4] Try and travel alone, or – if you are married – with your spouse. It will be harder work, no one will be looking after you, but this is the only way of truly leaving your country. Group travel is just a disguised way of pretending to go abroad, where you speak your own language, obey the leader of the pack, and concern yourself more with the internal gossip of the group than with the place you are visiting.

5] Don’t compare. Don’t compare anything – not prices, nor cleanliness, nor quality of life, nor means of transport, nothing! You are not traveling in order to prove you live better than others – your search, in fact, is to find out how others live, what they have to teach, how they view reality and the extraordinary things in life.

6] Understand that everyone understands you. Even if you don’t speak the language, don’t be afraid: I have been in many places in which there was no way of communicating with words, and I always found support, guidance, important suggestions, even girlfriends. Some people think that if you travel alone, you will go out into the street and be lost forever. All you need is the hotel card in your pocket, and – should you find yourself in extreme circumstances – take a taxi and show it to the driver.

7] Don’t buy much. Spend your money on things which you won’t have to carry: good theater, restaurants, walks. Nowadays, with the global market and the Internet, you can have everything you want without having to pay for excess baggage.

8] Don’t try and see the world in a month. It is better to stay in one city for four or five days, that visit five cities in a week. A city is like a capricious woman, who needs time to be seduced and reveal herself completely.

9] A journey is an adventure. Henry Miller said that it is far more important to discover a church no one has heard of, than go to Rome and feel obliged to visit the Sistine Chapel, with two hundred thousand tourists shouting all around you. Go to the Sistine Chapel, but also get lost in the streets, wander down alleyways, feel free to look for something, without knowing what it is. I swear you will find it and that it will change your life.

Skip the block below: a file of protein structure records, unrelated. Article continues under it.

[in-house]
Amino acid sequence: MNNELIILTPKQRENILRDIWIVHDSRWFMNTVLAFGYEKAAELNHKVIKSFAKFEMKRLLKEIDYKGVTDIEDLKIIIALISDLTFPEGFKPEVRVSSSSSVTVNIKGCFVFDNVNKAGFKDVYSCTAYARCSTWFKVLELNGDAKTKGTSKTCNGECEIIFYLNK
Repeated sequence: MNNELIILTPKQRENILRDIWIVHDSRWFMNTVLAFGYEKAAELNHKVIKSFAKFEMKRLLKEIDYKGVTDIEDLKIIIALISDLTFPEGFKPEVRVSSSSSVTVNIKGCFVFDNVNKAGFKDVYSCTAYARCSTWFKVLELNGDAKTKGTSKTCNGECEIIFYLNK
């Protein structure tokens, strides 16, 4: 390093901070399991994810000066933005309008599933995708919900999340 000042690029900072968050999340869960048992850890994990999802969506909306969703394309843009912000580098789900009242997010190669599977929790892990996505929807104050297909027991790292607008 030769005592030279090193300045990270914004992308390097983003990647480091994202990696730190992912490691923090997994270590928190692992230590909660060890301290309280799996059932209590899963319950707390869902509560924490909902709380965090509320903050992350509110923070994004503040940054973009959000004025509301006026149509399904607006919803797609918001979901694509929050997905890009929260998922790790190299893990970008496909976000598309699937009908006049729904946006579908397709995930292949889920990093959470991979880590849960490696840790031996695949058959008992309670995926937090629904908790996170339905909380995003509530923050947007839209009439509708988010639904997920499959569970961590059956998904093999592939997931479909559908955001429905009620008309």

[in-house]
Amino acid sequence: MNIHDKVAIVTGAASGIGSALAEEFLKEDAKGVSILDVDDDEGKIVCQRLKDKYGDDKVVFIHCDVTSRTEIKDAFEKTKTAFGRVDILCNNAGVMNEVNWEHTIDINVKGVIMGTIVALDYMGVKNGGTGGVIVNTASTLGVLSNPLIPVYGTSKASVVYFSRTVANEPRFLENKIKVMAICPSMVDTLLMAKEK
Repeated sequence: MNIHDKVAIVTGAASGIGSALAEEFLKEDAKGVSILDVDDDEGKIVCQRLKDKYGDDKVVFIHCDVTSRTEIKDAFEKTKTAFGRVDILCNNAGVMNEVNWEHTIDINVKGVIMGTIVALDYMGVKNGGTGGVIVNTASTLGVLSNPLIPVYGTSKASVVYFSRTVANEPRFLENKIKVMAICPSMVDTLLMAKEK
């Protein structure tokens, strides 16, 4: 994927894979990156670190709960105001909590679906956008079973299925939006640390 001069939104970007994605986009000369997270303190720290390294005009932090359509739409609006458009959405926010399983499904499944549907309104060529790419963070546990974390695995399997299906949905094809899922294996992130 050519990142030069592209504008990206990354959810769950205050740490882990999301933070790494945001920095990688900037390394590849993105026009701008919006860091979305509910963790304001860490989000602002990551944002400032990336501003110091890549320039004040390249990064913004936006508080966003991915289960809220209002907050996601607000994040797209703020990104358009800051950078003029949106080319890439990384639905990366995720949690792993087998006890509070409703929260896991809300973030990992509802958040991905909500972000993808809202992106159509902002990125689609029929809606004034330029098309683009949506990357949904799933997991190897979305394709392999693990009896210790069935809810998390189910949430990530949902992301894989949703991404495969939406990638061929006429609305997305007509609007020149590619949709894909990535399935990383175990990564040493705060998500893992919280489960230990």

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Today’s Question by Aart Hilal

One of your female characters in the novel “The devil and Miss Prym” says that hell for God is his love towards people. Can you explain this?

The character is quoting Nietzsche. In fact, I would not put the central question of this book into this optimistic/pessimistic views. A person must face reality as it is, and then try to work on this reality, creating a better opportunity for his life to develop. There is only one rule: dare. Dare to pay the price. Dare to be different. Dare to face the prejudices. Dare to go where your dreams lead you, and you will find the forces – and the guidance – throughout the journey.

Today’s Question by Aart Hilal

The Alchemist became a world wide phenomenon. What did inspire you to write this novel and did you expect to have such a tremendous success?

When I wrote this novel, I was trying to understand my own journey, and the only way that I had to do it, it was through a metaphor. As for the success, I still have no idea, and I don’t think too much about it. I only enjoy the fact that I am not alone, because the readers identify their journey with the journey in the book, and that means that we share the same challenges.